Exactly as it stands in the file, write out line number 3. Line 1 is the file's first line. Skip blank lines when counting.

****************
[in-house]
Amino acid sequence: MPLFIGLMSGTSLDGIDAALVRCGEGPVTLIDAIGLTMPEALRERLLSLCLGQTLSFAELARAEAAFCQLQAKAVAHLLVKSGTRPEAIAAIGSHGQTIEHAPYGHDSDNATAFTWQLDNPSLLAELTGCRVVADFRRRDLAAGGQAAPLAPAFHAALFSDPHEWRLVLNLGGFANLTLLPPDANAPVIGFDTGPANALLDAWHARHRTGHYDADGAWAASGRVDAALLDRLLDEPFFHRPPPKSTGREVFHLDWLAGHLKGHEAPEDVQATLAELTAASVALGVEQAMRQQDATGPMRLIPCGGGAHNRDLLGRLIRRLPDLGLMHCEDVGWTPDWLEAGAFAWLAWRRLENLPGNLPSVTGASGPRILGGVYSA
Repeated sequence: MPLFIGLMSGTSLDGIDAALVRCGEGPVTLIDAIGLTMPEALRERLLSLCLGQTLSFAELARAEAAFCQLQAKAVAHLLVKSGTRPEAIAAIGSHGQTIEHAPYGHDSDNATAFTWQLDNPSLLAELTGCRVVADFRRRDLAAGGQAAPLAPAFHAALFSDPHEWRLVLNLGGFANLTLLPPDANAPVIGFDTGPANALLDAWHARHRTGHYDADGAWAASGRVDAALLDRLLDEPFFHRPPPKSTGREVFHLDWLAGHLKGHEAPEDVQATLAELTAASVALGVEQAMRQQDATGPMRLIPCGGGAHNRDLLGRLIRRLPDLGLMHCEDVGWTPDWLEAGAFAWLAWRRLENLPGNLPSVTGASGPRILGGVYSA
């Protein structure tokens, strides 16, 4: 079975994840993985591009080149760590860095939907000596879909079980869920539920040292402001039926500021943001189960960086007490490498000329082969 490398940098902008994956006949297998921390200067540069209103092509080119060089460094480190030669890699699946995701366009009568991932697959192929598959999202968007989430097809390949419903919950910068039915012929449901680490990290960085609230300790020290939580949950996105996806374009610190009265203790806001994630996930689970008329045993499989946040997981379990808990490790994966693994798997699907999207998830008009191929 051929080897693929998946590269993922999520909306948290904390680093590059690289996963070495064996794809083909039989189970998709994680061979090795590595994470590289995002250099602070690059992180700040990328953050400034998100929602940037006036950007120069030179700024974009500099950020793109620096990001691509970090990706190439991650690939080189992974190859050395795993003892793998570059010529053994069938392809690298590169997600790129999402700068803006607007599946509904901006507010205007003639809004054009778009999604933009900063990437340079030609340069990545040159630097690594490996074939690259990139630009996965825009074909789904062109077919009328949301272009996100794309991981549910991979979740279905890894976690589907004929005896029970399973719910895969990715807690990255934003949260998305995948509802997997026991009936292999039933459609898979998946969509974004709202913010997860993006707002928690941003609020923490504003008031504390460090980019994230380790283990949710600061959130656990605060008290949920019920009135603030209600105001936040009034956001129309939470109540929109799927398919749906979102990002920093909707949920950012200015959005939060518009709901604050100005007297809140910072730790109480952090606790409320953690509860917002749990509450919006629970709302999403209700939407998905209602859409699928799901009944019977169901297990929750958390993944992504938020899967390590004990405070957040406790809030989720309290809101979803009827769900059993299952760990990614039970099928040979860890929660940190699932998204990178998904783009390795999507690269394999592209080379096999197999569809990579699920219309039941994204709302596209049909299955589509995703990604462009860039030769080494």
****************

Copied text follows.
Repeated sequence: MPLFIGLMSGTSLDGIDAALVRCGEGPVTLIDAIGLTMPEALRERLLSLCLGQTLSFAELARAEAAFCQLQAKAVAHLLVKSGTRPEAIAAIGSHGQTIEHAPYGHDSDNATAFTWQLDNPSLLAELTGCRVVADFRRRDLAAGGQAAPLAPAFHAALFSDPHEWRLVLNLGGFANLTLLPPDANAPVIGFDTGPANALLDAWHARHRTGHYDADGAWAASGRVDAALLDRLLDEPFFHRPPPKSTGREVFHLDWLAGHLKGHEAPEDVQATLAELTAASVALGVEQAMRQQDATGPMRLIPCGGGAHNRDLLGRLIRRLPDLGLMHCEDVGWTPDWLEAGAFAWLAWRRLENLPGNLPSVTGASGPRILGGVYSA